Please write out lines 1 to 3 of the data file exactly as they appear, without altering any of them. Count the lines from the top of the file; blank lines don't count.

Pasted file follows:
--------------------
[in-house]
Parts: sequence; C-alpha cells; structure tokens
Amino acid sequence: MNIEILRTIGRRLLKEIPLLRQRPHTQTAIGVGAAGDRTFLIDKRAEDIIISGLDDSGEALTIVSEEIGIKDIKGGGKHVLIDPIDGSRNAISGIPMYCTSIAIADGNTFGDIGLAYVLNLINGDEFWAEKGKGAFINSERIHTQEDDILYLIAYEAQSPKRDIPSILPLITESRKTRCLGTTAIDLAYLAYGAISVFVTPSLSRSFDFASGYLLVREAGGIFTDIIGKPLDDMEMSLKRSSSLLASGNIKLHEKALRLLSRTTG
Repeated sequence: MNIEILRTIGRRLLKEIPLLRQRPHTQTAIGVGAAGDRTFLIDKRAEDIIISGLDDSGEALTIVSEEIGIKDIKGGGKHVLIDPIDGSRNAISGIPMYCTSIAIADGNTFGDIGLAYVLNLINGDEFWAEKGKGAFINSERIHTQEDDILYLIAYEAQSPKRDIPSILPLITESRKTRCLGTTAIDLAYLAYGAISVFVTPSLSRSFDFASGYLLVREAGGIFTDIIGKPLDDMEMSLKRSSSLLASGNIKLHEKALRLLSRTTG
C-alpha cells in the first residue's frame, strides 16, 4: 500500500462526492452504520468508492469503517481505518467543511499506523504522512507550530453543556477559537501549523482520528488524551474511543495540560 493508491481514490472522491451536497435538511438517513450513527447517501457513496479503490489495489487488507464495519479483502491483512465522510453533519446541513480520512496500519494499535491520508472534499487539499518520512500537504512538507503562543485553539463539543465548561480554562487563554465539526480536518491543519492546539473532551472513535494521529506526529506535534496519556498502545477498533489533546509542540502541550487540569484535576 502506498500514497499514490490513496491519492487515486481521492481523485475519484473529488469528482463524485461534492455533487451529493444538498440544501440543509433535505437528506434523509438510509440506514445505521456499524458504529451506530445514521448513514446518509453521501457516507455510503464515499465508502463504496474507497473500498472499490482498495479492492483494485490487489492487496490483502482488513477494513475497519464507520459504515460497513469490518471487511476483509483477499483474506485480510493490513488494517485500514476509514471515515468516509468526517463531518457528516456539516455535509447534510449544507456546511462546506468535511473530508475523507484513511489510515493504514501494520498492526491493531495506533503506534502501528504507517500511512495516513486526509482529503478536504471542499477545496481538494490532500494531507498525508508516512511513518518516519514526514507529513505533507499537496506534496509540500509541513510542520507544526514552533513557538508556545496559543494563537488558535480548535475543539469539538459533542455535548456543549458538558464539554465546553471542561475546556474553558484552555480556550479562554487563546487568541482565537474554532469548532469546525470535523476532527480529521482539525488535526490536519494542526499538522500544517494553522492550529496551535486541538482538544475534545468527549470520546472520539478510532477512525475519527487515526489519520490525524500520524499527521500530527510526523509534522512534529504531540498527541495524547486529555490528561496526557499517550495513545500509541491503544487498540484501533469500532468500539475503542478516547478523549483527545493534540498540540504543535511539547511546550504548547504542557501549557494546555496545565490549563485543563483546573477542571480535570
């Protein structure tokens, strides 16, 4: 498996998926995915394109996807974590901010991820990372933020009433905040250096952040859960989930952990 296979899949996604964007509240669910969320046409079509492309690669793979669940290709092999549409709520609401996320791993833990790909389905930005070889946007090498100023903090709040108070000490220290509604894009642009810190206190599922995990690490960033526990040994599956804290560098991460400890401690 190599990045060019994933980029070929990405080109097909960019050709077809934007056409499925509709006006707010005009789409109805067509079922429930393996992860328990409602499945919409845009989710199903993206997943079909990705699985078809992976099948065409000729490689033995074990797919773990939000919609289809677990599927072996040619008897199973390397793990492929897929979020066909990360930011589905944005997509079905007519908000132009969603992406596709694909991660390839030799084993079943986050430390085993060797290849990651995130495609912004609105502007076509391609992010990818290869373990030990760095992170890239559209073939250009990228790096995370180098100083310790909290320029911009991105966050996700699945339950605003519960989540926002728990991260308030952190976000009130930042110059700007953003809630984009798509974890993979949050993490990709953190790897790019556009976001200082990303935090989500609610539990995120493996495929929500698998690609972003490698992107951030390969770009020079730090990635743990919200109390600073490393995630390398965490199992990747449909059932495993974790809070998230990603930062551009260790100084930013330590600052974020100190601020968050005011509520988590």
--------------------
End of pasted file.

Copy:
[in-house]
Parts: sequence; C-alpha cells; structure tokens
Amino acid sequence: MNIEILRTIGRRLLKEIPLLRQRPHTQTAIGVGAAGDRTFLIDKRAEDIIISGLDDSGEALTIVSEEIGIKDIKGGGKHVLIDPIDGSRNAISGIPMYCTSIAIADGNTFGDIGLAYVLNLINGDEFWAEKGKGAFINSERIHTQEDDILYLIAYEAQSPKRDIPSILPLITESRKTRCLGTTAIDLAYLAYGAISVFVTPSLSRSFDFASGYLLVREAGGIFTDIIGKPLDDMEMSLKRSSSLLASGNIKLHEKALRLLSRTTG